By early evening, Afra really was not feeling well at all. The head housekeeper at the Schloss noticed and sent her to the hospital.




            Hand assumed that Frau Dreeson was having supper in her room. This did not surprise him. Those who had never had diphtheria were eating separately from those involved with the sick, on Duke Ernst’s orders. He found Böcler rather tedious as a conversational companion himself. The young man would probably footnote a funeral sermon and attach notarized copies of the original documents on which he based his statements about the dates upon which the deceased had been baptized and confirmed.


            Hand resigned himself to listening to a discourse on neo-Latin poetry. A quite extended one. It appeared that several of Böcler’s friends practiced the art. Harsdörffer in Nürnberg. There was also Balde, right here in Amberg.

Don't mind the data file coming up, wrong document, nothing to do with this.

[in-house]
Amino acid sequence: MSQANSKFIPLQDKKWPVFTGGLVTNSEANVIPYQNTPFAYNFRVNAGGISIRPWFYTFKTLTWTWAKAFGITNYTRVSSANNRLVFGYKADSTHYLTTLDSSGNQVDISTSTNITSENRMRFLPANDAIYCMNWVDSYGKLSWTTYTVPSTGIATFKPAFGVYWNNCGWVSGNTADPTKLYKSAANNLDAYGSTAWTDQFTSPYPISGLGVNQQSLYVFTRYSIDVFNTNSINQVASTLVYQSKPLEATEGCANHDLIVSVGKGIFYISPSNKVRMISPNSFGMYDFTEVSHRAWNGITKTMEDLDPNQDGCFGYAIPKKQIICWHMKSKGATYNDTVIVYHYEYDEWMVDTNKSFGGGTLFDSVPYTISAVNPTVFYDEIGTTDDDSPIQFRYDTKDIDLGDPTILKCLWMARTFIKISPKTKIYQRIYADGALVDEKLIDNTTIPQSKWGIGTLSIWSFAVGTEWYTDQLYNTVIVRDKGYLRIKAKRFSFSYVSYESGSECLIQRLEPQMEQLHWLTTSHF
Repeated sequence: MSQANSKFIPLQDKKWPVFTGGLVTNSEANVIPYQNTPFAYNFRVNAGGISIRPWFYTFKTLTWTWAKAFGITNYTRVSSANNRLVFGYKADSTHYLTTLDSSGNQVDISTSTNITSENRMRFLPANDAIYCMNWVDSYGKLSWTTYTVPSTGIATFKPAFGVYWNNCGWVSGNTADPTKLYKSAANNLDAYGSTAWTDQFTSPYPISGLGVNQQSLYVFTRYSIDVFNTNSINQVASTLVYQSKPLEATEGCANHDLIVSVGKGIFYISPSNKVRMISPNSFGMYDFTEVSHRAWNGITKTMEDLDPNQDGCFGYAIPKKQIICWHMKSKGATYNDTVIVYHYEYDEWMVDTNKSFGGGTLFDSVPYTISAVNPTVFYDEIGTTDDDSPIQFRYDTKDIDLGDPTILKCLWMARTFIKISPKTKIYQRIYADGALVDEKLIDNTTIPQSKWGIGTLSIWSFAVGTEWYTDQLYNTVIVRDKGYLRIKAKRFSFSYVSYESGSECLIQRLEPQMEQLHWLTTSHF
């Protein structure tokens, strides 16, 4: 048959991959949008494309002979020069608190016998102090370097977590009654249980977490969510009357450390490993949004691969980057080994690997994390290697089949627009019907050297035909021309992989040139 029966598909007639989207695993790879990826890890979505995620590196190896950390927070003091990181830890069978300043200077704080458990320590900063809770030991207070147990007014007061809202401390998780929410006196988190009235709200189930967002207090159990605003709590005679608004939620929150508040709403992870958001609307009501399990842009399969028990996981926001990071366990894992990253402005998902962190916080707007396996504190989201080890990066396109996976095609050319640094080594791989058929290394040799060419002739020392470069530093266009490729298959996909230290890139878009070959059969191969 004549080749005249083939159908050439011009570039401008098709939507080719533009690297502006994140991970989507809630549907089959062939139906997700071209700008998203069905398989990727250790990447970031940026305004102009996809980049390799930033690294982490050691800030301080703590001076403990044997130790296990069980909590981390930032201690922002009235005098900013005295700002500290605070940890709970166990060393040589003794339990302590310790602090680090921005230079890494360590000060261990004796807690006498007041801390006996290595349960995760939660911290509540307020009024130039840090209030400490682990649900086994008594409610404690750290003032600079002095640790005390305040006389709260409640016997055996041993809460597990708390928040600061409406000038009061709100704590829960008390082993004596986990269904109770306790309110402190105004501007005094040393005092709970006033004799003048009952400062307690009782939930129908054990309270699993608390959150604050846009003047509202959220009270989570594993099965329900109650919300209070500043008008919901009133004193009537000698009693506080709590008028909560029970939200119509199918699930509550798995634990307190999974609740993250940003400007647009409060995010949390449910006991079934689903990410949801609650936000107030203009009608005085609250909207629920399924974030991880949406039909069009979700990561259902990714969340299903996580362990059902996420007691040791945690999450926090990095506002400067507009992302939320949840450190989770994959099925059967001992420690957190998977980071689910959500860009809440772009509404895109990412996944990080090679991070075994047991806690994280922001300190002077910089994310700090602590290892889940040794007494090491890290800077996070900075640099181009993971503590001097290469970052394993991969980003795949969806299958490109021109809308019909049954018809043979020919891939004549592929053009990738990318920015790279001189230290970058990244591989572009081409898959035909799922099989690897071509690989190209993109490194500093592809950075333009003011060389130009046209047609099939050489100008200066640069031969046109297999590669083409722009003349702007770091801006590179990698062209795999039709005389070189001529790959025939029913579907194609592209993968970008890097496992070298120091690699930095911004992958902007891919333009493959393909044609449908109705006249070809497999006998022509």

Hand perked up. “The Jesuit? The one running the hospital?”


            “Yes, that one. Did you know that he was asked to write a new prelude for the play that will be performed for Duke Maximilian’s wedding?”


            It took only the most minimal display of interest to encourage Böcler; his latest information dump was off and running.



Grafenwöhr, the Upper Palatinate


            It was good to be home. Very good to be home.


            Veronica’s arrival in Grafenwöhr caused a lot of excitement. For a change, not because she was Hans Richter’s grandmother, but because she was one of the many who had been lost and was now found. Grafenwöhr had lost a third of its people in the past decade, and it did not expect to find many of them. Each one was a small miracle.


            Especially one who brought news from the larger world outside. She was staying with her nieces, Magdalena and Margaretha Herder. Who, in turn, kept house for their stepfather, Karl Hanf, and Jakobaea’s two boys, their half-brothers. Barbara had died as a baby, of course. Jakobaea and the two youngest children had died during the horrible Schreckensjahr of 1621, when Mansfeld’s armies came through the Upper Palatinate. In private, the girls told her that they had no expectation that Hanf, the old skinflint, would ever dower them. Magdalena was nearly thirty; Margaretha a year and a half younger. They made the best of it. Anything they might have had coming from their own father had vanished in the confusion of the war and occupation.